What are the limitations of your experiment? What aspects of
this phenomena did you not investigate and why not? What
recommendations do you have to overcome these limitations?
5. Conclusion

The conclusion for a technical memo should cover topics similar to those for the
full technical report but should generally be more concise and focus on the most
important take away points from each aspect of the experiment.

Additional focus must be given to real-world applications/implications of the
experimental analysis.
6. References
References requirements for technical memos are the same as for full-technical reports.
This should usually be on the order of 5-10 for technical memos (at least 5 required for
full reports and tech memos). Note that websites are not considered as acceptable points
of references (you can always find a more reputable and reliable source!).
7. Notation

For Technical Memos, symbols must not be defined in the text. Instead, include
the Notation section after the References section to define all symbols used.

Notation is equivalent to a “list of terms”. Use this section to define all symbols and
variables utilized in the report. Symbols cited should be listed alphabetically in the
4
order of Roman symbols, letters, subscripts and superscripts. Be sure that all
symbols are defined somewhere in the report and include units!
8. Appendices
• Appendices requirements for technical memos are the same as for full-technical
reports.
Page numbers on all pages.
SI Units.
The Système International d’Unités (SI) must be used for all dimensional quantities,
whose list is available here: https://physics.nist.gov/cuu/Units/units.html
5
Further discussion on report content and writing based
on TA comments over the years

The point of a Lab Report is not to prove you did the experiment, but to convince the
reader that you either learned or were able to verify something about the theory, models,
and empirical approaches used by ChEs – how empirical approaches can be justified, or
how theory or theoretical predictions can be measured and verified or used to find out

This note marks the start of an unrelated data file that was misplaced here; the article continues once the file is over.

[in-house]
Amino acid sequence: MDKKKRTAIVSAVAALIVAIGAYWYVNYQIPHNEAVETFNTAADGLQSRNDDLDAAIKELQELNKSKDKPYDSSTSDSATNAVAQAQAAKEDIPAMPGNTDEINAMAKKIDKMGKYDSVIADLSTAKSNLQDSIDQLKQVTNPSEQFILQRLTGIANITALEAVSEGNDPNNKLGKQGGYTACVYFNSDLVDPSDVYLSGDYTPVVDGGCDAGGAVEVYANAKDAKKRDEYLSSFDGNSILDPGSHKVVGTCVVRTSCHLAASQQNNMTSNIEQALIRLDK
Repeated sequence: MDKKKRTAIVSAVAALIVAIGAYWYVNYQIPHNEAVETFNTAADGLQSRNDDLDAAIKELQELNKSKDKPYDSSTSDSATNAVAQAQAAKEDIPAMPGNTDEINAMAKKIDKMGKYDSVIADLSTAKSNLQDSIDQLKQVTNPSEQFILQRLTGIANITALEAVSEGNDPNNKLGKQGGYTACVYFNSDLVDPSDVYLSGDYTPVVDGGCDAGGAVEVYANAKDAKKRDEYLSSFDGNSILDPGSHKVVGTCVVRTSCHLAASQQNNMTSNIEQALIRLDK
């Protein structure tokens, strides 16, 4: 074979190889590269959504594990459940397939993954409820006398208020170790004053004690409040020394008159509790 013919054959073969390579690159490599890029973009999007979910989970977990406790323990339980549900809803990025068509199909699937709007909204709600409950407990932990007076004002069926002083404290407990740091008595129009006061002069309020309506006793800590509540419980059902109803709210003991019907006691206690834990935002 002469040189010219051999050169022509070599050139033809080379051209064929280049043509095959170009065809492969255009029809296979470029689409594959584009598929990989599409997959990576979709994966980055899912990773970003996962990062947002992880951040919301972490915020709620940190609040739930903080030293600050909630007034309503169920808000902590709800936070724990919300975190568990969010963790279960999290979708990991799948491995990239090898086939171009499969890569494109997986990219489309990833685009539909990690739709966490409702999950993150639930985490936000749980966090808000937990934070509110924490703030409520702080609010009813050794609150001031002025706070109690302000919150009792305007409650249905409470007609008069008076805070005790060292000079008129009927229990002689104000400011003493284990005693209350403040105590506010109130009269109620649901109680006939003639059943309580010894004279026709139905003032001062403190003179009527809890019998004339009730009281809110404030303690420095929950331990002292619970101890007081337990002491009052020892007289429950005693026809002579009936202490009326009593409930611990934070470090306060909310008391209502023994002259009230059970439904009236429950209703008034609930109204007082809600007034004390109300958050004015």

something new (or at least new to the author).

The audience for full technical reports is technically trained but not necessarily in
chemical engineering. Especially when writing theory/background, you should not
assume your reader has familiarity with chemical engineering theory/terminology; you
should assume they understand basic algebra, calculus, and college chemistry/physics.

There will rarely be a reason for you to use bullets/numbering within a report. You need
to write in paragraphs – succinctly, but with enough detail that the reader can follow easily
(not like textbooks you may have encountered that require 15 minutes to decipher a single
paragraph!).

Your analysis must be explicitly described in your pre-lab before you set foot in the lab for
an experiment. You will not just ‘use an equation;’ you will need to understand all
equations and how you will use them. Before setting foot in the lab, you will need to know
how you will pre-analyze your raw data before inserting into analysis software. Before you
set foot in the lab, you will need to have an explicit plan for how you will handle error
analysis (Error propagation based on precision? Statistical measures of reproducibility?).

A note about tables vs. plots: Normally, plots have more impact than tables. As a rule, if
you have the choice of whether to present data in a table or in a plot, you are better off
using a plot. Tables are good for data that doesn’t show a discernable pattern or for data
representing a collection of lots of information with lots of different units. There is
essentially no good reason to include BOTH a table AND a plot of the same data in the
body of a report.
6
Methods to Improve Figure Quality and
Production
Drs. Machas, Acharya
CHE 352, ASU
One of the most significant problems we see in lab reports is poor quality charts/graphs. The main
problem is not necessarily the formatting of these graphs but the image quality (e.g., lots of pixelation).
It seems that much of this problem seems to stem from the importing of graphs made in Excel into Google
docs to write reports. We made this document in an effort to give some methods to improve the quality
of images when imported from Excel. We have also included some information on how to help speed up
the process of producing well-formatted graphs.
If you have any tips or tricks that would be useful to your classmates,